Just eight miles from the center of Paris, the normally sleepy aerodrome in Le Bourget will undergo its biennial transformation into the center of the world’s $700 billion aerospace and defense industry when it hosts the 51st International Paris Air Show next week.
The world’s oldest airshow was first held barely five years after the Wright brothers’ famous flight off Kitty Hawk, North Carolina. It brings together over 300,000 trade and general visitors for a weeklong extravaganza where the roar of fighter jets overhead mixes with the clink of champagne glasses as executives from the world’s leading airlines and aircraft manufacturers sign deals that can top $100 billion.
Here are five things to look out for at this year’s show, opening to industry professionals Monday and to the public on June 19:
1. Orders Race
Airbus and Boeing will face off in an unofficial but still closely watched competition for contracts between the European and American plane makers. Demand is being driven by airlines eager for new-generation, energy-efficient planes — although the recent steep drop in the price of oil may impact upon that calculation.
At the Farnborough International Airshow last year, European jet maker Airbus clinched orders and commitments for 486 aircraft valued at $75 billion. Boeing said it secured business worth $40.2 billion for 201 airplanes. It was the second year in a row Airbus beat Boeing.
Analysts at brokerage Canaccord Genuity predict firm orders of around 300 aircraft will be signed by the two companies in total — a relatively low figure compared to recent years when demand was driven by new aircraft introductions. Both major manufacturers have set modest expectations for new orders this year.
Airbus’ 20-year outlook is for 31,350 new passenger aircraft and freighters worth $4.6 trillion, while Boeing’s equivalent forecast is for 36,770 aircraft worth $5.2 trillion.
2. WIde Bodies
Airbus’ wide-body A350 was the star of the last Paris Air Show when it made its first flight in 2013. This year Boeing has dominated the wide-body market, notably with its 787 plane, with 152 new orders to Airbus’ 27, according to IHS Aerospace analyst Ben Moores.
“While Airbus has a strong wide-body backlog, they do need to be able to demonstrate a couple of strong wide-body orders from mature stable markets to close the gap that has opened up in 2015,” Moores said.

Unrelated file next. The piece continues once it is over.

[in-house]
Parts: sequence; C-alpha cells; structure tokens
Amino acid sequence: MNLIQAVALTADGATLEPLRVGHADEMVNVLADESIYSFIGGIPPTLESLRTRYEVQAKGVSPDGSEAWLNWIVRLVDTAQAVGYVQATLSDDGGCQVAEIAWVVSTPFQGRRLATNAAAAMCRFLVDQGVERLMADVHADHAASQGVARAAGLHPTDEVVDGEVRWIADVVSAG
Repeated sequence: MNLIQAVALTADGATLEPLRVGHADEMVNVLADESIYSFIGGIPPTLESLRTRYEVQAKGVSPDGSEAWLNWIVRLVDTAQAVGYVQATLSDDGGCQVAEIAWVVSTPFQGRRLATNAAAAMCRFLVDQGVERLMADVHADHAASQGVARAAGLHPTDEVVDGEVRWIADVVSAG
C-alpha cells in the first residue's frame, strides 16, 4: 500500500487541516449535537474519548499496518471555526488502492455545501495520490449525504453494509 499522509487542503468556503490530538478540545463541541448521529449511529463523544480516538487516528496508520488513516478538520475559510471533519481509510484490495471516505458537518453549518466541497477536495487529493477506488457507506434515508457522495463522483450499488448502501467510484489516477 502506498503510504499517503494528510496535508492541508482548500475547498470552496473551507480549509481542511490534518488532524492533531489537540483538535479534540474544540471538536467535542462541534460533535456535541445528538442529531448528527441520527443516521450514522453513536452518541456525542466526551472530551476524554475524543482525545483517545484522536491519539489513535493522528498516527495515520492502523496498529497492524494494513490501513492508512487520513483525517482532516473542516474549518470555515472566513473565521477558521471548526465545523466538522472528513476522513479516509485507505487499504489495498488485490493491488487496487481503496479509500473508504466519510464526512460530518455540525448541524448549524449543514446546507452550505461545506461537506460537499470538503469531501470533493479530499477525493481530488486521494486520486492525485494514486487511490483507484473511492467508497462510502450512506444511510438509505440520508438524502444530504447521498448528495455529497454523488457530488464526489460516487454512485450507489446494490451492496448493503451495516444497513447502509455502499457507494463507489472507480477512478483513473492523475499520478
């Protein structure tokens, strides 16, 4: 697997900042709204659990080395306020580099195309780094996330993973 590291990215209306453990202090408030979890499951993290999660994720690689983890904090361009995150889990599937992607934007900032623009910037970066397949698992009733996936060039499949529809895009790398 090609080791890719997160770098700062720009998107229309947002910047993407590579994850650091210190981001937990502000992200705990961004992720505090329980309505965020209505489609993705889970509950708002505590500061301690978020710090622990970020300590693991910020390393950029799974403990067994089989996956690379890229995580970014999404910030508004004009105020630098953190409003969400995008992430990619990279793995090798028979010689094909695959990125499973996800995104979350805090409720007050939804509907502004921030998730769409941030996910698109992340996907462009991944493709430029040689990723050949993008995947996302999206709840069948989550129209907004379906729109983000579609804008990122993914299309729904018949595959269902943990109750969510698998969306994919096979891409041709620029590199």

Both big manufacturers’ order books are being doped by insatiable demand for single-aisle jets like Airbus’ A320neo and Boeing’s 737 MAX.
3. Fuel Price
In recent weeks airlines from budget carrier Ryanair to Middle East behemoth Emirates have all posted earnings that have been boosted by falling oil prices, which have cut fuel bills.
The drop was a full 36 percent for American carrier United Airlines, which said fuel costs fell below labor costs as its largest expense in the first quarter.
This is expected to drive aftermarket demand for older aircraft, which become more affordable to run when fuel costs drop.
Canaccord Genuity says the fact that this hasn’t happened “is one of the key questions on the sector today.”
In the absence of major new aircraft demonstrations that have drawn attention to past shows, the focus at Bourget this year may turn more than usual on the whiz-bang technology presentations put on by some of the 2,000-plus exhibitors from around the world.
Among the head-turning items announced so far is armaments maker MBDA’s High Power Laser demonstrator and the six-nation Meteor, an air-to-air missile to enter service later this year that its manufacturer promotes as having “No Escape Zone.”
The European Space Agency will have presentations on its Rosetta program, the first spacecraft to orbit and land on a comet. It will also present its “IXV” Intermediate Experimental Vehicle — a space plane that was launched into orbit and returned to Earth earlier this year.
Canadian aircraft maker Bombardier will make one of the show’s biggest unveilings when it gives the world premiere of its $5.4 billion CSeries program. Analysts say the project is a big risk and cost for the Montreal-based company.
The CS100 and CS300 on display are single-aisle planes designed to carry up to 149 people.
Bombardier, the world’s third-largest maker of civilian commercial aircraft, has said it hopes to capture half the global market of the 100-to-149-seat planes, and has marketed the CSeries plane as being 20 percent more fuel-efficient than the comparable Airbus A320 and Boeing 737 family of aircraft.
The CSeries is critical to Bombardier Aerospace, which has spent years designing the advanced-technology jet, but has faced development delays and what the company called “an engine-related incident” on one of the aircraft during ground maintenance testing last